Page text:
Traditional retinoids, however, are available in numerous different strengths depending on what condition you’re treating and your skin’s sensitivity. Says Wong, “Adapalene has different receptor selectivity, so it's usually recommended for acne rather than aging.” This is also the weakest retinoid, so it’s ideal for sensitive skin. Tretinoin is a prescription-strength vitamin A derivative that is more potent than retinol, followed by Tazarotene, which is the strongest of the bunch.
Says Dr. Rabach, “Usually with retinoids, skin tolerance and strength go hand in hand. Meaning the stronger the retinoid, the more side effects in terms of irritation and dryness on the skin. So if I had to place a wager on bakuchiol, I would guess that it was on the weaker side of the retinol spectrum in terms of effectiveness.”
Do they differ in their shelf life and how stable they are?
The old adage of only using your retinol at night to prevent the breakdown by UV rays doesn’t apply to bakuchiol. That means you can incorporate your serum or cream into your daytime routine (underneath your SPF, of course) because it is not inactivated by sunlight. However, as Wong explained, “Different retinol formulations can make a difference [in shelf life], too. For example, encapsulated retinol is more stable than non-encapsulated retinol.”
What is the argument for using a natural formula or a vegan formula over a traditional retinol?
Although Dr. Rabach agrees that any reduction in the use of animal products is good for the planet, she doesn’t see a solid argument for using a natural alternative when it comes to the health of your skin. Dr. Zeichner explains, “Clean beauty has become an extremely popular trend right now. These products are free of potentially harmful or irritating ingredients and are derived from sustainable sources. Vegan refers to the formulation process, not necessarily the retinol itself, so I would not expect a vegan product containing retinol to work to be any less effective than a traditional one.” And Wong believes that the choice to use a natural or vegan formula is more personal and usually relates to whether or not you eat vegan or live a certain type of lifestyle.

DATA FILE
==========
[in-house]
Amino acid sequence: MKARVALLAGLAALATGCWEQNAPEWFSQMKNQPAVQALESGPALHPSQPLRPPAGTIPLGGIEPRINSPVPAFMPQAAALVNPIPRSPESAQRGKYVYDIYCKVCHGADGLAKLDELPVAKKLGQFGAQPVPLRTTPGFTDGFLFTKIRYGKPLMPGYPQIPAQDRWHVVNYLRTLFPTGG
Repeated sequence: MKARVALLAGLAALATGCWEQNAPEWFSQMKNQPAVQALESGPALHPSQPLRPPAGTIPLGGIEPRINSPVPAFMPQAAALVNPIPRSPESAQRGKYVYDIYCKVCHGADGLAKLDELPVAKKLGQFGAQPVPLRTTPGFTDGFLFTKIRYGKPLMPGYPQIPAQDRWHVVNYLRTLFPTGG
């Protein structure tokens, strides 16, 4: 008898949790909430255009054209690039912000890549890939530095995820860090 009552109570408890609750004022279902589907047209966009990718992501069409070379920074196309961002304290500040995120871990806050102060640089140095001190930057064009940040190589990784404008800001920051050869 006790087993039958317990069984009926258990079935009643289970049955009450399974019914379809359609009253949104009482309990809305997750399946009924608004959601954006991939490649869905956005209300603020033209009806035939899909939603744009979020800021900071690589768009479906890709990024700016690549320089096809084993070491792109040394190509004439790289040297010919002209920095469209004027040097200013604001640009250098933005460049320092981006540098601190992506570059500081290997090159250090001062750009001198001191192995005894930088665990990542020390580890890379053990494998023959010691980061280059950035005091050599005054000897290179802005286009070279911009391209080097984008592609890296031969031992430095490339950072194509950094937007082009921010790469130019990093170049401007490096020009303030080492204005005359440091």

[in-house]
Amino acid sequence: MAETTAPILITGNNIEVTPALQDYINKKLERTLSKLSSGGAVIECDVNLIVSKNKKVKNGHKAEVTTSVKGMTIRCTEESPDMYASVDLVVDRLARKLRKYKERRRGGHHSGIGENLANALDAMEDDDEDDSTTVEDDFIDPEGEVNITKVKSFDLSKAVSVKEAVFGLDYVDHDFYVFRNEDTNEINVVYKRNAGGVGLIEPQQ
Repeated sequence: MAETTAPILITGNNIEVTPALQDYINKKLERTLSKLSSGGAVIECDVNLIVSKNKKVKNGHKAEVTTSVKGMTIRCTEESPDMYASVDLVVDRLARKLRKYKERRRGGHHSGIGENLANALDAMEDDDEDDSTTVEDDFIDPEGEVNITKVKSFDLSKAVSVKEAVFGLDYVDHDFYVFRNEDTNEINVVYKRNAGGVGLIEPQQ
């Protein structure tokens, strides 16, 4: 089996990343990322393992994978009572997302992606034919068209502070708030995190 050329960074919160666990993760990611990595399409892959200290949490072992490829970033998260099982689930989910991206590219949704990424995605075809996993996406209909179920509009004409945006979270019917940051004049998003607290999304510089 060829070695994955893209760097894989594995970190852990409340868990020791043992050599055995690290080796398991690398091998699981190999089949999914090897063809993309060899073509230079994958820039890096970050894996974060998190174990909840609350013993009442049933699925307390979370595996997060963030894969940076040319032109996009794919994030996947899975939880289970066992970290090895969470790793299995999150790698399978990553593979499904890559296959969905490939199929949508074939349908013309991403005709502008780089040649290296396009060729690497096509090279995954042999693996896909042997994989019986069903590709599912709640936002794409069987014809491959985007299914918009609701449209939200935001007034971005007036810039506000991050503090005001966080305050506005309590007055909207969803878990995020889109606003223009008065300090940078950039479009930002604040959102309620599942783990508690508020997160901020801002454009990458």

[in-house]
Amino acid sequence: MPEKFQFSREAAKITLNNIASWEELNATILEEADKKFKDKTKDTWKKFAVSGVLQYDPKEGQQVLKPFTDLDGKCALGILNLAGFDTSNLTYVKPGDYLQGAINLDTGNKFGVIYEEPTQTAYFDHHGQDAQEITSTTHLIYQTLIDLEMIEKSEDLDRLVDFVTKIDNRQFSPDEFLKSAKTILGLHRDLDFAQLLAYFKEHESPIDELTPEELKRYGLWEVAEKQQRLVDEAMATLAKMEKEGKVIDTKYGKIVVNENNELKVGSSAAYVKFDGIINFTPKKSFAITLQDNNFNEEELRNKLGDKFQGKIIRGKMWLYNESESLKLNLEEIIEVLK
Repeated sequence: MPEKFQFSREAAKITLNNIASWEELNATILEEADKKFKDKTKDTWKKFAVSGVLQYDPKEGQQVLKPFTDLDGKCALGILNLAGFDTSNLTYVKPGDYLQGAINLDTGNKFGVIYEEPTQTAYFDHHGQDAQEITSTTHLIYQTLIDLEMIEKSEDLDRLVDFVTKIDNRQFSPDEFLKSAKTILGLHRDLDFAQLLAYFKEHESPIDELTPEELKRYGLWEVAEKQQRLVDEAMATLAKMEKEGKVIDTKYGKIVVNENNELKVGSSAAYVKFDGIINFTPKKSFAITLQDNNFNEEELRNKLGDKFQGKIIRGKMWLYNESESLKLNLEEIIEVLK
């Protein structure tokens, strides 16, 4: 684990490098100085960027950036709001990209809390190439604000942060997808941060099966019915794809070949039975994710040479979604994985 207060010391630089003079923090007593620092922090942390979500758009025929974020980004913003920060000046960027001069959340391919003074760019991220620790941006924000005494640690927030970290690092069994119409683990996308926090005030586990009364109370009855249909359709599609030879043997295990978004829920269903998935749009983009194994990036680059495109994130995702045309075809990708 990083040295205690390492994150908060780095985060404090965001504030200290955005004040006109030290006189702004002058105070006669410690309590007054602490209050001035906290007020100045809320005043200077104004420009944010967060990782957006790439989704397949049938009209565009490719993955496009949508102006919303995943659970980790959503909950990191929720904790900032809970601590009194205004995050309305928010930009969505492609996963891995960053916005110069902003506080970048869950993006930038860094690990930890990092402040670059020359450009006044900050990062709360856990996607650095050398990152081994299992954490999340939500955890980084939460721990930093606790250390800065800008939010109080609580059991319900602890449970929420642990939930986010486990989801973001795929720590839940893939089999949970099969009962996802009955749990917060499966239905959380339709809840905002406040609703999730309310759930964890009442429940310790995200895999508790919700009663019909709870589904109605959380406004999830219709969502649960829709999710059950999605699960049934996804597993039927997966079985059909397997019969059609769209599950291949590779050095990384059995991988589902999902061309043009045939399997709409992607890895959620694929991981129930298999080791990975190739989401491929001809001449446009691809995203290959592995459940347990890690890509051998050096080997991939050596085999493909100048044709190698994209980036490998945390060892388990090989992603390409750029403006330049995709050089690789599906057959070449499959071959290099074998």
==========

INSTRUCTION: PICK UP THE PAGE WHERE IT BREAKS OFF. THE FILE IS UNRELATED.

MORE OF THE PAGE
Do you think natural retinol is a trend that will pass in the coming months and years?
Says Dr. Rabach, “There is a lot of excitement over this ingredient, and rightly so, but I do not think it will replace retinoids. I think it will be used as another skin tool, depending on an individual’s skin needs.” Dr. Zeichner argues that if you have particularly sensitive skin, a natural alternative might allow you to obtain the skin-care benefits of retinol in a less irritating formula. Essentially, you can consider it another player on your skin-care roster.
Any final thoughts on natural and traditional retinol?
Like anything that is shiny and new in the world of beauty, there is the simple fact that it hasn’t been studied as much as other, older ingredients. Traditional retinoids have been the subject of various trials and testing for decades and have been determined to be safe and effective. With time, the same will happen with natural alternatives so long as consumers remain interested in using them.
As Dr. Rabach explains, “Different types of retinoids have varying strengths, [which allows] your dermatologist to prescribe just the right one for your skin type and what you are looking to achieve. For example, people with sensitive skin may want to try a retinoid like Adapalene, which is now over-the-counter and super gentle. Others with oily skin may need a stronger retinoid, like Tazarotene. We have so much information about strengths and formulations of retinol; with bakuchiol, we really don't know where it fits into the spectrum of retinol strengths and the long-term side effects or efficacy.”
Dr. Zeichner concurs. “No matter what form of retinol or retinoid alternative you are using, it takes several months of continuous use to observe noticeable differences in the skin.”